Average Order Value Statistical Significance

To do this you need to download the transaction data for both non Mac and Mac customers, because you need to be able to determine the variance in order value. You can download this data by going to conversions > ecommerce > transactions in Google Analytics. Once there, Google only lets you export 500 rows of transactions at one time, so to keep it simple I ensured my date ranges were under 500 transactions.

Once you get the order values for each set of customers in Excel you need to perform a t-test so that you can compare the means of the two groups. This t-test will give you the p-value that you will use to determine if the difference in average order values between the groups is significant.  Yout formula in excel should look like the following:

=t.test(array of group 1, array of group 2,two-tailed distribution, two-sample equal variance homoscedastic)

This gave me a p-value of 0.15 for my example. Since this is greater than .05 or a 90% confidence interval we are going to think of the difference in the means here as a random event. So for this site there really isn’t a reason to pull an Orbitz and program the site to show Mac users more expensive products because the purchase patterns are essentially the same, but that might not be the case for your site. So check it out. However, running the analysis did teach me something which is that for the site in the example that we should make sure the website is functioning properly for Mac users to ensure that we aren’t losing conversions from an improperly functioning site.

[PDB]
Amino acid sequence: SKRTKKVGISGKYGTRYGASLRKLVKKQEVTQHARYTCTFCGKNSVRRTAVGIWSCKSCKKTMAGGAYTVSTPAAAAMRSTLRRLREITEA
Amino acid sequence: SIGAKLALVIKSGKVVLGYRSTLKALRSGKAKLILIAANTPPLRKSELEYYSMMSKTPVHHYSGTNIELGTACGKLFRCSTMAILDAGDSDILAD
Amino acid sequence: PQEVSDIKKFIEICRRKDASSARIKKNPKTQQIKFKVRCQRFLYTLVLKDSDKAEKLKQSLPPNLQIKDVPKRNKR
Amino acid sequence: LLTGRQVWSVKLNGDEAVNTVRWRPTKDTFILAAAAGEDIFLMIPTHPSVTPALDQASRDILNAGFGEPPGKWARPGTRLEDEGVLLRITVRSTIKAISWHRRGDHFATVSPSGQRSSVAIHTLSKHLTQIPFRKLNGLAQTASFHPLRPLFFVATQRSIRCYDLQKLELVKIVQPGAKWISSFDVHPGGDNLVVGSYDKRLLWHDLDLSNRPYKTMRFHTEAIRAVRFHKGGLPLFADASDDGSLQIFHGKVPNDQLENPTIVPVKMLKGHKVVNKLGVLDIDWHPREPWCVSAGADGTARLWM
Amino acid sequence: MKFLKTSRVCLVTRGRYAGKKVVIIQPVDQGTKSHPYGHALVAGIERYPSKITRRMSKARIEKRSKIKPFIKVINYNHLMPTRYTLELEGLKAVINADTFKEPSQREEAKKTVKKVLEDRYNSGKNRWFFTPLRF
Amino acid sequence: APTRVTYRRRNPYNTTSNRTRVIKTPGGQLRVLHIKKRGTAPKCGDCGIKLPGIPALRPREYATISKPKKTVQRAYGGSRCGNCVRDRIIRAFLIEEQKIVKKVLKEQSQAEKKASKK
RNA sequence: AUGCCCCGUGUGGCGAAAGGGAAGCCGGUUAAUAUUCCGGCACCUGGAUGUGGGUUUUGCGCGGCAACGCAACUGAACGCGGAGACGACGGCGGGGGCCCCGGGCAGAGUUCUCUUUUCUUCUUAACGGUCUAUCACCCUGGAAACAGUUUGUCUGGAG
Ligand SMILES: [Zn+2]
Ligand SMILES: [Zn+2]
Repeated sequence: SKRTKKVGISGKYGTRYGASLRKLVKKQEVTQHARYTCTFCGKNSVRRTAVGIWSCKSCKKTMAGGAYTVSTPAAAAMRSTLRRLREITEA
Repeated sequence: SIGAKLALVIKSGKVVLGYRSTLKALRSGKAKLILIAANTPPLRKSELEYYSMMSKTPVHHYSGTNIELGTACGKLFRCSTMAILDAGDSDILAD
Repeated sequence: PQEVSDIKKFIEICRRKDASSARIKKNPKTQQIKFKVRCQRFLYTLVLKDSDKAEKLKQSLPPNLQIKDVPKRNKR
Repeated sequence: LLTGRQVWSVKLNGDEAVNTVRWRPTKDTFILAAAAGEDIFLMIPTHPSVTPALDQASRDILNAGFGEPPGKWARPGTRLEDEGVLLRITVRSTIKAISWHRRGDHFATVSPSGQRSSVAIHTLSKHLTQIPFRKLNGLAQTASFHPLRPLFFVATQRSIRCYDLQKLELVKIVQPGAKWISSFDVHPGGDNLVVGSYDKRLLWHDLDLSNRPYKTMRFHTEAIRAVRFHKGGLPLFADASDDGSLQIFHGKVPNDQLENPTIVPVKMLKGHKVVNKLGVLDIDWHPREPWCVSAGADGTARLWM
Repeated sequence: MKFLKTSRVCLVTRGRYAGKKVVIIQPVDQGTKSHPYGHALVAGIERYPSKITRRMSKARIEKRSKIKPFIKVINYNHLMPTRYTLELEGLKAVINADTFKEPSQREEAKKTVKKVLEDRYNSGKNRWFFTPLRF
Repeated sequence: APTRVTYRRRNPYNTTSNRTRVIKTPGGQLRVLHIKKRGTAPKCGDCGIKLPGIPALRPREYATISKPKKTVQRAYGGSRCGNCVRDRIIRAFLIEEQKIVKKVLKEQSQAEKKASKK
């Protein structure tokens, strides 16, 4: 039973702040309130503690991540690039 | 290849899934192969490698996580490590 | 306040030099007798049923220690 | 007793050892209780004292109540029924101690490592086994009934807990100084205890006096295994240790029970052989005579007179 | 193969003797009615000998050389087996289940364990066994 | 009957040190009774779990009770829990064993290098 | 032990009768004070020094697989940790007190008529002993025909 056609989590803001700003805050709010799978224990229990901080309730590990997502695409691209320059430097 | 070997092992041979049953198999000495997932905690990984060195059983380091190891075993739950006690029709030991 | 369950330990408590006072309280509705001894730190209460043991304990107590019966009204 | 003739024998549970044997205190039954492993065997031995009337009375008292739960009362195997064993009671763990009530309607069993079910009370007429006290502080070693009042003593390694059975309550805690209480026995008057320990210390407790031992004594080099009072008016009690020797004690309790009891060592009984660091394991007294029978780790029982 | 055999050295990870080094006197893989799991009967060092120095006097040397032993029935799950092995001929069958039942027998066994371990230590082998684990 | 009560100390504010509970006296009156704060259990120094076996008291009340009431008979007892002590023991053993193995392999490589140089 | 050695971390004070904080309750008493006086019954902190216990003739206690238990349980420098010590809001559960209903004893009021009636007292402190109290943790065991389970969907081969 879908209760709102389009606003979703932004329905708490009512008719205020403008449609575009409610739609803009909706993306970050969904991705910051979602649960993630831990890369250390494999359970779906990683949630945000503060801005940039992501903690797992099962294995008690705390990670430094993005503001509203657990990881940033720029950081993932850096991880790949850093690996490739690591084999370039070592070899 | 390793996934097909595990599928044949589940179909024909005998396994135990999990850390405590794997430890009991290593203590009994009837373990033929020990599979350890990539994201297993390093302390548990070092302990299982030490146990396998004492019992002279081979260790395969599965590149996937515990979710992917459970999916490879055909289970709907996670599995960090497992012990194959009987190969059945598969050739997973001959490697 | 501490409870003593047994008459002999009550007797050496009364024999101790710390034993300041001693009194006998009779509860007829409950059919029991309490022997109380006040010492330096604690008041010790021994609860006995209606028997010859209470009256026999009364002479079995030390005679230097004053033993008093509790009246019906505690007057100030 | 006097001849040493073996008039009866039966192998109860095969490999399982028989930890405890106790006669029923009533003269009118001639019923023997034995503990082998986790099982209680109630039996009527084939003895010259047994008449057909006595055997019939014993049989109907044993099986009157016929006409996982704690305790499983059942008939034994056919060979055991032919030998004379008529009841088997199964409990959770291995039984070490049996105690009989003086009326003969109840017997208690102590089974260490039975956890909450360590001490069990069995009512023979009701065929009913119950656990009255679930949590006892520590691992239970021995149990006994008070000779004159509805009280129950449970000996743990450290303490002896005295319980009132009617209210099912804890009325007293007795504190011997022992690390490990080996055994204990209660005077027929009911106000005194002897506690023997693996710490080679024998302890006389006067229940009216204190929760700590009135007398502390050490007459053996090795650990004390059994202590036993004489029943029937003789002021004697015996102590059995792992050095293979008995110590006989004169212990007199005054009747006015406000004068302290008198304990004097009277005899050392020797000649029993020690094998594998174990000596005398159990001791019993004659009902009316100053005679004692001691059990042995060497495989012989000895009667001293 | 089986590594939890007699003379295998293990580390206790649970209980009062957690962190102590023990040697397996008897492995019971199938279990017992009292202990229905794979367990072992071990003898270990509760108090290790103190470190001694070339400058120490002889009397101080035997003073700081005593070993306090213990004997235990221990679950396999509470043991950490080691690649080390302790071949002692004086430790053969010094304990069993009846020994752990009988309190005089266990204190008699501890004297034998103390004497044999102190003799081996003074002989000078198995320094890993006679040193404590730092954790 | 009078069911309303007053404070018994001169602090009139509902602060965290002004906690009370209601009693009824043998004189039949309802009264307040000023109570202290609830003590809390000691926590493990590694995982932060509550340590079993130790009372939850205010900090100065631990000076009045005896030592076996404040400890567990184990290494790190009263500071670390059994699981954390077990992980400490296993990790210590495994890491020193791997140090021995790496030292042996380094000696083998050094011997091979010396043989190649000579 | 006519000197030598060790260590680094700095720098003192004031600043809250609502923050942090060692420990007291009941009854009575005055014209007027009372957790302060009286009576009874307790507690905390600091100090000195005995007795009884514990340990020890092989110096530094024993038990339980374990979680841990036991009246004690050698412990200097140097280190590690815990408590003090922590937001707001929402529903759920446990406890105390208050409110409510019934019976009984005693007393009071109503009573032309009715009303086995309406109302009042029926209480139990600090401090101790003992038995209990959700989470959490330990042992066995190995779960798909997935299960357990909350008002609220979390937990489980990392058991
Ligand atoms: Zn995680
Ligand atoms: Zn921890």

Test Other Differences

Now that you have the experience to figure out if you should treat Mac users differently you can apply this same logic to compare other groups. You can ask questions like:

  • Should you treat visitors differently from different parts of the country?
  • Do new visitors or returning visitors spend more?
  • Etc.
So check it out and find out how you can perform the price segmentation like every economist expects businesses to do.

How Newfangled NBA Analysis Is Like Web Analytics

Everybody is looking for an edge by using analytics these days. You hear new “Moneyball” type stories every week it seems, and frankly I love them. So, I will try and highlight them for you when I come across good articles showing ways people are using analytics to gain an advantage in their business.

This week there was an article going around conveniently titled “Moneyball 2.0” or the full title “Moneyball 2.0: How Missle Tracking Cameras Are Remaking The NBA”. This was a timely article related to new advances in using missile tracking technology to track NBA players. The technology gives teams the ability to track everything on the court to find out things such as how many times Kevin Durrant dribbles be fore he shoots, accuracy of shots depending on if they were uncontested or not, etc.

basketball and web analyticsThe ten NBA teams using this data are pouring over it trying to understand it in a way that will give them an edge on the competition. Unfortunately, the article won’t say what the data has changed about how coaches and players approach the game, but maybe that is where we need Michael Lewis to step in.